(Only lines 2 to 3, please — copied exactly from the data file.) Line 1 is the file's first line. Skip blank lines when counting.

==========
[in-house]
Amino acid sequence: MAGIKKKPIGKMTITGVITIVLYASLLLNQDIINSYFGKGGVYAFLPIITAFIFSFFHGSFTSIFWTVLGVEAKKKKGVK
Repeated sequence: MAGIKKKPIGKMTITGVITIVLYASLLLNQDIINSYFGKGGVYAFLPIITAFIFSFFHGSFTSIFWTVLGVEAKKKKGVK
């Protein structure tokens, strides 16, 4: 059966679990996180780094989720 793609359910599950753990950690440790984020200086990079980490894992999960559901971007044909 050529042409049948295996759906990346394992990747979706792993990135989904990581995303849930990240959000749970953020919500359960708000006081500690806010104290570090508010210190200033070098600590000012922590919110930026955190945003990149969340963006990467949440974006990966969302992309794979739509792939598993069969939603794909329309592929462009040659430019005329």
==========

Amino acid sequence: MAGIKKKPIGKMTITGVITIVLYASLLLNQDIINSYFGKGGVYAFLPIITAFIFSFFHGSFTSIFWTVLGVEAKKKKGVK
Repeated sequence: MAGIKKKPIGKMTITGVITIVLYASLLLNQDIINSYFGKGGVYAFLPIITAFIFSFFHGSFTSIFWTVLGVEAKKKKGVK